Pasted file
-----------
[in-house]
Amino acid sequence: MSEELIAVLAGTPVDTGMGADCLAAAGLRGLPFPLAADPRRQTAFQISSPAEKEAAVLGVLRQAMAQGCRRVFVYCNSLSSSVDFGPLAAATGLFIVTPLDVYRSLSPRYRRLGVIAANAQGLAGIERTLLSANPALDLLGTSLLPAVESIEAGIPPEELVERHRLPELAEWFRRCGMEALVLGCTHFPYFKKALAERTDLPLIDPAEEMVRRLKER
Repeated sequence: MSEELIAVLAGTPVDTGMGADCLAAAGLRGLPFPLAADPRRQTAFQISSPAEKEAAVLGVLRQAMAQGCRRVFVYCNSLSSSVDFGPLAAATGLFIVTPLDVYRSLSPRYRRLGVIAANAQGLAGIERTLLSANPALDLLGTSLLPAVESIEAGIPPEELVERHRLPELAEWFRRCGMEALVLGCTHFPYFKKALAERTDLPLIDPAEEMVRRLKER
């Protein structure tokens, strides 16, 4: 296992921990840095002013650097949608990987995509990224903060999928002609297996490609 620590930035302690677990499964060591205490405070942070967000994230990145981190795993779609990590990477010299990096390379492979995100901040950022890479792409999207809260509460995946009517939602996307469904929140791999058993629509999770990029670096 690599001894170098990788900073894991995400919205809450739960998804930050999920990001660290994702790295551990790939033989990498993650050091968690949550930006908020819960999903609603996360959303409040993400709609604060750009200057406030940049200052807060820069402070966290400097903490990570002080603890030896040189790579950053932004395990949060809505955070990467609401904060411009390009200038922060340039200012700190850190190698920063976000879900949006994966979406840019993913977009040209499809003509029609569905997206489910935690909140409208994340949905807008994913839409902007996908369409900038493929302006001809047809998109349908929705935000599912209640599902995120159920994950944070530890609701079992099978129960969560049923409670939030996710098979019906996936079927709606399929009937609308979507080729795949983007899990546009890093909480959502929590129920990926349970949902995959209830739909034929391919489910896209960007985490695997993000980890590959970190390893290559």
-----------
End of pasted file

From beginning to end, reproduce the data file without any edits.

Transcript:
[in-house]
Amino acid sequence: MSEELIAVLAGTPVDTGMGADCLAAAGLRGLPFPLAADPRRQTAFQISSPAEKEAAVLGVLRQAMAQGCRRVFVYCNSLSSSVDFGPLAAATGLFIVTPLDVYRSLSPRYRRLGVIAANAQGLAGIERTLLSANPALDLLGTSLLPAVESIEAGIPPEELVERHRLPELAEWFRRCGMEALVLGCTHFPYFKKALAERTDLPLIDPAEEMVRRLKER
Repeated sequence: MSEELIAVLAGTPVDTGMGADCLAAAGLRGLPFPLAADPRRQTAFQISSPAEKEAAVLGVLRQAMAQGCRRVFVYCNSLSSSVDFGPLAAATGLFIVTPLDVYRSLSPRYRRLGVIAANAQGLAGIERTLLSANPALDLLGTSLLPAVESIEAGIPPEELVERHRLPELAEWFRRCGMEALVLGCTHFPYFKKALAERTDLPLIDPAEEMVRRLKER
């Protein structure tokens, strides 16, 4: 296992921990840095002013650097949608990987995509990224903060999928002609297996490609 620590930035302690677990499964060591205490405070942070967000994230990145981190795993779609990590990477010299990096390379492979995100901040950022890479792409999207809260509460995946009517939602996307469904929140791999058993629509999770990029670096 690599001894170098990788900073894991995400919205809450739960998804930050999920990001660290994702790295551990790939033989990498993650050091968690949550930006908020819960999903609603996360959303409040993400709609604060750009200057406030940049200052807060820069402070966290400097903490990570002080603890030896040189790579950053932004395990949060809505955070990467609401904060411009390009200038922060340039200012700190850190190698920063976000879900949006994966979406840019993913977009040209499809003509029609569905997206489910935690909140409208994340949905807008994913839409902007996908369409900038493929302006001809047809998109349908929705935000599912209640599902995120159920994950944070530890609701079992099978129960969560049923409670939030996710098979019906996936079927709606399929009937609308979507080729795949983007899990546009890093909480959502929590129920990926349970949902995959209830739909034929391919489910896209960007985490695997993000980890590959970190390893290559």